The earliest human civilizations appeared between 3,000 and 4,000 years ago; since then, humans as a species have lived in complete peace for approximately 268 years. And according to “What Every Person Should Know About War” (Free Press, 2003), as many as 1 billion people may have died as a direct result of war.
Violence is clearly not a modern phenomenon, but is it an inherent part of being human? Have we evolved to be aggressive?
It turns out that the answer is not simple. A 2014 study published in the journal Nature (opens in new tab) noted that deadly violence was common in the communities of one of our closest living primate relatives: chimpanzees (Pan cavemen).
That suggests that violence may have been part of the human repertoire at least as far back as our last shared ancestor with chimpanzees, which would have lived about 8 million years ago.
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So it’s clear that violence has been around for as long as there have been humans, experts told Live Science.
“Violence has been an engine of much of human history,” David C. Geary (opens in new tab), a cognitive scientist and evolutionary psychologist at the University of Missouri at Columbia, told Live Science in an email. “All of mankind’s early empires were built through intimidation and violence.”
“There is also evidence of aggression before recorded history: bones with evidence of violent death, such as embedded arrowheads or skulls stabbed into them,” Beat Barclay (opens in new tab), an evolutionary psychologist at the University of Guelph in Ontario told Live Science in an email. That suggests that violence preceded complex societies and the rise of civilization.
But on the other hand, rates of violence vary wildly (and historically have varied wildly). cultures and communities, Barclay said. That suggests that violence in our species can be dramatically turned up or down.
Nomadic peoples, for exampletypically have lower levels of deadly interpersonal human violence, while eras filled with societies bent on plunder and conquest, unsurprisingly, had higher levels.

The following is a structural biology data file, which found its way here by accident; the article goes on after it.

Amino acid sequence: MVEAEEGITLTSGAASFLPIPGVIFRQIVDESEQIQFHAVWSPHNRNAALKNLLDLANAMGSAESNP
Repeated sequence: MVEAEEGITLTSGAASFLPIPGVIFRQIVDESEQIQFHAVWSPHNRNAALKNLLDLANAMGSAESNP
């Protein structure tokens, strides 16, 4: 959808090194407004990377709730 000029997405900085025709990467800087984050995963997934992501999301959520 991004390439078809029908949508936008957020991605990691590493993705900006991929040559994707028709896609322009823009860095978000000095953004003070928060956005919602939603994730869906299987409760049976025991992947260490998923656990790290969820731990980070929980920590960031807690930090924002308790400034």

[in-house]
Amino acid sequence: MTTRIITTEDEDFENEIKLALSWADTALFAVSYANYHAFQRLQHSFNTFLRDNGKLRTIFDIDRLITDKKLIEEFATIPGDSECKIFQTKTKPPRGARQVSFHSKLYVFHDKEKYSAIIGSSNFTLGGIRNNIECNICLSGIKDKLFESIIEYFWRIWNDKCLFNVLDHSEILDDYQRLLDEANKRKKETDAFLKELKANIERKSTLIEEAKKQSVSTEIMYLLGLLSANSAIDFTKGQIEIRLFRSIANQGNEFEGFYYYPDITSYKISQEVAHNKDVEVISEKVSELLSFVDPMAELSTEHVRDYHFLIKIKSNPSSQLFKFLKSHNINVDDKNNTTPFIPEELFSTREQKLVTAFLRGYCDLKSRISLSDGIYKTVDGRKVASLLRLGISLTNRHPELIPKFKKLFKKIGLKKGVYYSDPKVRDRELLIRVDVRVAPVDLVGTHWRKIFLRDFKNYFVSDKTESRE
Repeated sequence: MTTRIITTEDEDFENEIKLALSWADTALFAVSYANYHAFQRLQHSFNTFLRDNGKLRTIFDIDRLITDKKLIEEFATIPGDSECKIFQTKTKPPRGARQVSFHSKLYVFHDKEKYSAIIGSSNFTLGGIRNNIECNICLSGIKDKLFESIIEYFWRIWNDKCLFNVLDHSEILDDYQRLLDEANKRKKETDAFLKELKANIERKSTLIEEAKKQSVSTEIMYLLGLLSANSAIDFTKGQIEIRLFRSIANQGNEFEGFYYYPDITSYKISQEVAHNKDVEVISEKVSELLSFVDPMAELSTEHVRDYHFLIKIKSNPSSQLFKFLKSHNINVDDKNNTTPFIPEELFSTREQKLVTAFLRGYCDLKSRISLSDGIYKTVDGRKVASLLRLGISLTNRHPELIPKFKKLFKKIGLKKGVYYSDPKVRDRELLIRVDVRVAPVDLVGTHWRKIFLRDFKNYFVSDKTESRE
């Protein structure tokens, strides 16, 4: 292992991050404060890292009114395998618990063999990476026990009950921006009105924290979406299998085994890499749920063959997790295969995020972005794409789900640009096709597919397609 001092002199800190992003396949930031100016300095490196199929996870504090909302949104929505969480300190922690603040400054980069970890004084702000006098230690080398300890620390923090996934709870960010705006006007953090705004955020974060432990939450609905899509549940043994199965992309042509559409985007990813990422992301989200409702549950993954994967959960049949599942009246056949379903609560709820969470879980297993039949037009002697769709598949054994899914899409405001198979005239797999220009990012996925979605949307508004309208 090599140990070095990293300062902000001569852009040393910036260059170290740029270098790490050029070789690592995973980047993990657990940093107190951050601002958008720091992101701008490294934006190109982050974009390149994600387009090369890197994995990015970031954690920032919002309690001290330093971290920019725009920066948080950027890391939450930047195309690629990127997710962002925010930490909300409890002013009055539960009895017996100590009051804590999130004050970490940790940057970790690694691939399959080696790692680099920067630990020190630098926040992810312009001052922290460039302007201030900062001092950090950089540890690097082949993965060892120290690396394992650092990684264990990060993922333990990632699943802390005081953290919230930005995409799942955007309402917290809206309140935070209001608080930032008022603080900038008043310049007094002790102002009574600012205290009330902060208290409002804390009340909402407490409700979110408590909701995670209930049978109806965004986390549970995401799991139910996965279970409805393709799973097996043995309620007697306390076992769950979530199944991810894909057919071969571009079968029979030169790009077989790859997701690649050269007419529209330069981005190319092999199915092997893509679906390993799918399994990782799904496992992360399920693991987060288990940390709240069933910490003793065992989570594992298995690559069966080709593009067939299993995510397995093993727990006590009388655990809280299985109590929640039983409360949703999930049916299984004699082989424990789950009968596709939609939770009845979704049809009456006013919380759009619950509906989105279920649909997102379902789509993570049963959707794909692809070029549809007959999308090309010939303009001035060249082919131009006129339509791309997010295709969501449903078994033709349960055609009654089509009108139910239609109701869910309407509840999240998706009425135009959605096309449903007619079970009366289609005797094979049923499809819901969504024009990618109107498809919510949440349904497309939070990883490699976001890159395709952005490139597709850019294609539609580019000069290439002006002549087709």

And modern times American culture is more violent (opens in new tab) than most in Europe.
“There is a wide variation in violence rates — order of magnitude difference,” Barclay noted. “In some specific recorded societies, up to half of all men die violently at the hands of other men. In other societies, physical violence is very rare, such as in modern Japan.”
Why do people become violent?
Violence often leads to violence, meaning cultures where conflict is common are more likely to experience violence generation after generation, Geary said. In this way, violence is “transmitted” as an infectious disease would be, according to University of Illinois epidemiologist Gary Slutkin (opens in new tab).
However, Brad Evans (opens in new tab), a professor of political violence at the University of Bath in the UK, pointed out that even people in the most progressive and peaceful communities are capable of violence. “Ordinary, lawful persons can quickly turn into monsters as soon as circumstances change; likewise, some who are most unpleasant can display remarkable acts of kindness. There is no clear formula for why a person acts in a violent manner. And that is why why it’s such a complex problem,” Evans told Live Science in an email.
In addition, according to both Barclay and Evans, it can be much easier to commit violent acts if the person committing the violence is far from their victims; it is much easier to press a button to launch a nuclear missile than to physically and directly deliver a fatal blow.
For example, in Stanley Milgram’s classic obedience studies, in which an experimenter told participants to administer electric shocks of increasing intensity to other people, participants were more reluctant to shock victims when they were physically closer to them, Barclay noted.
And historically, acts of Genocide takes place after perpetrators are dehumanized (opens in new tab)or create psychological distance between themselves and one’s different race or ethnicity.
Types of violence
There may also be “two types” of aggression in human evolution (opens in new tab): proactive and reactive, Richard Wrangham (opens in new tab)a research professor in the Department of Evolutionary Biology at Harvard University, reported in 2017 in the journal Proceedings of the National Academies of Science (opens in new tab). Proactive violence has historically been associated with conquest, when one group is determined to take another’s resources or land. Reactive violence, on the other hand, can be described as the immediate response to such aggression.
While violence seems to be an ingrained human trait, Barclay is confident there is room for optimism — to a point.
“Objectively, every individual today is much less likely to be a victim of violence than in previous eras,” he said. “We are currently in the most peaceful era in history. But that doesn’t guarantee it will stay that way. If we don’t fight climate change, there will be more scarcity, more disasters, more desperation and more cause for conflict.”
Originally published on Live Science.